Similar trends have been seen among Minnesota’s Indigenous residents during the pandemic. Counts among Indigenous people jumped in October relative to population.
Vaccine pace quickening
State leaders were challenged early on to get COVID-19 vaccine shots into arms quickly, and took criticism that the process was too slow at the start.
The latest numbers, though, show the upswing in vaccinations well underway.
More than 380,000 Minnesotans received at least one dose of COVID-19 vaccine as of Thursday, about 6.9 percent of the state’s population.
The climb in vaccinations is encouraging news in what’s been a hopeful two weeks in the pandemic. Still, vaccine demand continues to far outpace supply.
Touring a vaccination clinic Thursday in Brooklyn Center, Minn., Gov. Tim Walz said the state is in line to get a 16 percent increase in vaccine shipments from the federal government, allowing Minnesota officials to plan weeks, not days, ahead.
With COVID-19 conditions improving now and vaccinations picking up, “this is a golden opportunity” to keep caseloads and hospitalizations down, he told reporters, adding, “we’re starting to win that fight a little bit.”
The governor said he’s hopeful most Minnesotans like him, who aren’t in a priority group for a COVID-19 shot, can get one in March or April. “I told my team I want it by the opening day of baseball season,” he said Thursday.
Opening day for the Minnesota Twins is April 1. The home opener is set for April 8.
Error sends incorrect vaccine appointment messages to thousands of Minnesotans: Thousands of Minnesotans age 65 and older who signed up for the state’s COVID-19 vaccination pilot program received erroneous messages Saturday — messages that raised doubts about upcoming appointments.
Michael Osterholm on COVID variants — ‘we need to understand what’s coming’: Coronavirus cases are falling and vaccination numbers are rising. That’s good news, right? Yes, but COVID-19 strains that are believed to be more transmissible have public health experts warning about a possible new surge in cases. MPR News host Cathy Wurzer spoke with Michael Osterholm, an expert in infectious diseases at the University of Minnesota. He also served on the Biden transition coronavirus advisory board.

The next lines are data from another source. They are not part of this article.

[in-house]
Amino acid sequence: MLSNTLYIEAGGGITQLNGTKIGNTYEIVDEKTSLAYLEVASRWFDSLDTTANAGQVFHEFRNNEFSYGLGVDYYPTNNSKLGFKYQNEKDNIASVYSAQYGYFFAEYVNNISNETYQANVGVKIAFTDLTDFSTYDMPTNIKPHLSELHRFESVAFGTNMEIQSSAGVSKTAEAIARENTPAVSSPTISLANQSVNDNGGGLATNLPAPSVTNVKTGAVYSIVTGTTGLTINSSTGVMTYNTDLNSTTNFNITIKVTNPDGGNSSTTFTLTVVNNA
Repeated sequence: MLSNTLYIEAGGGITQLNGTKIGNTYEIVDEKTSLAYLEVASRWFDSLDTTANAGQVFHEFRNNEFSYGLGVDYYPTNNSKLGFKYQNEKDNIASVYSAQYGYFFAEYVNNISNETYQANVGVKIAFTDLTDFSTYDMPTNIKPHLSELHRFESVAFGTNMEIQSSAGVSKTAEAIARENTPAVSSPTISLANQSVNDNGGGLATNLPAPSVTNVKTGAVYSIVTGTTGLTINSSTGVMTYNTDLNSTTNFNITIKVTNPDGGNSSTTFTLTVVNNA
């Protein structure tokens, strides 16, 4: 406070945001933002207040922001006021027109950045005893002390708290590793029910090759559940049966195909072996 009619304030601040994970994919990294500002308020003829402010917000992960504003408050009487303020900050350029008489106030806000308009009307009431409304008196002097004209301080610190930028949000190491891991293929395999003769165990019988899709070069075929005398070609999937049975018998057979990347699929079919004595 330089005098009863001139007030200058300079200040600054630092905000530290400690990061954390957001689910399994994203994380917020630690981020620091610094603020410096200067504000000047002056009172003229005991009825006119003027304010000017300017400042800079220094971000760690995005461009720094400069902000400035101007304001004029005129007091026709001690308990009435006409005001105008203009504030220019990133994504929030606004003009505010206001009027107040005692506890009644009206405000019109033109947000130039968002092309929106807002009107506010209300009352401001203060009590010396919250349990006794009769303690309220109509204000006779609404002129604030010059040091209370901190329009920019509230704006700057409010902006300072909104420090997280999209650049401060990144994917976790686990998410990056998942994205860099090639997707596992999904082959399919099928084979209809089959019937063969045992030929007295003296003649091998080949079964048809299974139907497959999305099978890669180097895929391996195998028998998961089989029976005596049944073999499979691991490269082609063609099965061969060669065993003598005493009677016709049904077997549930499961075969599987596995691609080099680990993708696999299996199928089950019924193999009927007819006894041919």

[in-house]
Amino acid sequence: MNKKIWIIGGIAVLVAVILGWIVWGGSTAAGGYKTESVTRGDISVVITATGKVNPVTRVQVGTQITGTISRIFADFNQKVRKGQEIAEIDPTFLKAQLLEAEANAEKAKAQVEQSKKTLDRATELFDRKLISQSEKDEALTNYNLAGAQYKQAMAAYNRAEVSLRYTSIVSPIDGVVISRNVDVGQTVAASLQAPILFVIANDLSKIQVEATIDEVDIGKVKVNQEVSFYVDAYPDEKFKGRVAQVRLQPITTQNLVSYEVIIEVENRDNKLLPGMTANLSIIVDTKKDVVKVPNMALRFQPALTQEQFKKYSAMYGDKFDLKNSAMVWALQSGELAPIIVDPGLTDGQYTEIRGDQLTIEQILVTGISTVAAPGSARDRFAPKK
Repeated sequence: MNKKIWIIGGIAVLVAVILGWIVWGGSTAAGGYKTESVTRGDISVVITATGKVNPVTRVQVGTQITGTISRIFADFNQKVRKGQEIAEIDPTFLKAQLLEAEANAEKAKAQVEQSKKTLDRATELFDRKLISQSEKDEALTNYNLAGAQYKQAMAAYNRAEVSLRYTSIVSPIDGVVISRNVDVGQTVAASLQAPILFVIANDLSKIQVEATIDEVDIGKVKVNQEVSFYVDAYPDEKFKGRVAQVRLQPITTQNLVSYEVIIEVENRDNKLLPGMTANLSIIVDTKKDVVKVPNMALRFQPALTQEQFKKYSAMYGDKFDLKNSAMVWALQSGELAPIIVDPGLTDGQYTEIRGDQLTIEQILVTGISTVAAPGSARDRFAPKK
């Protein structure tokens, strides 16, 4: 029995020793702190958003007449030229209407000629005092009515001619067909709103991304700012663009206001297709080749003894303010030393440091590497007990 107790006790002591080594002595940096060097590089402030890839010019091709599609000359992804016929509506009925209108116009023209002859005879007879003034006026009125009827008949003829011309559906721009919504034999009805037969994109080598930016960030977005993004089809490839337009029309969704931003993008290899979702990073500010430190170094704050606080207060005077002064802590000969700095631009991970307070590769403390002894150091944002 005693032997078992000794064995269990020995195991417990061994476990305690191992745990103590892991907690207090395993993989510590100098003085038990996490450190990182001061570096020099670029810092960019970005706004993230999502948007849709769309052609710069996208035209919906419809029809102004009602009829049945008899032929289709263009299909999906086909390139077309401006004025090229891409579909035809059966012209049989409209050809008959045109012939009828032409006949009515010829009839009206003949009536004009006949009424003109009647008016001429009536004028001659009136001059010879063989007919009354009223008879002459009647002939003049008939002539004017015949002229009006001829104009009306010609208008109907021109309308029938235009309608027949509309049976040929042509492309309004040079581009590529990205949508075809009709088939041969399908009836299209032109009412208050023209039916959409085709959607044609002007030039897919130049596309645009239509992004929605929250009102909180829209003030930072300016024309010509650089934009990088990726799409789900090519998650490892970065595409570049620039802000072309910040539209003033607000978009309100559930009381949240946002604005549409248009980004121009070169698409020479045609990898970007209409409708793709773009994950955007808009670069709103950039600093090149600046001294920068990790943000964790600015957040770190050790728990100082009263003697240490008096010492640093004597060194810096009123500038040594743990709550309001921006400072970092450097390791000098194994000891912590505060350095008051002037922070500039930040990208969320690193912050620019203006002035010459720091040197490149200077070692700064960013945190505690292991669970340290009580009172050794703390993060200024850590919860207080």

Bloomington schools shutter classrooms again after bus drivers test positive for COVID: Just 10 days after bringing some students back for in-person learning, an outbreak of COVID-19 among transportation workers has forced Bloomington Public Schools to return to distance learning until mid-February. At least eight people in the district’s transportation department have been infected.
Through grief, Hmong families torn between honoring the dead, keeping loved ones safe during COVID: In normal times, relatives and friends would gather for days or weeks, cooking side by side and consoling one another as part of the funeral proceedings. But with COVID-19 ravaging through the community, they’re left wrestling with how to plan a funeral that won’t be as big and lavish as they imagined.
From golden tickets to ‘Hunger Games’: Minnesota’s race to vaccinate educators and child care workers is now in its second week. The launch has successfully gotten shots into the arms of thousands of people, but it’s just a fraction of the state’s teaching force. And it’s not been without its share of mishap.
COVID-19 in Minnesota
Data in these graphs are based on the Minnesota Department of Health’s cumulative totals released at 11 a.m. daily. You can find more detailed statistics on COVID-19 at the Health Department website.
You make MPR News possible. Individual donations are behind the clarity in coverage from our reporters across the state, stories that connect us, and conversations that provide perspectives. Help ensure MPR remains a resource that brings Minnesotans together.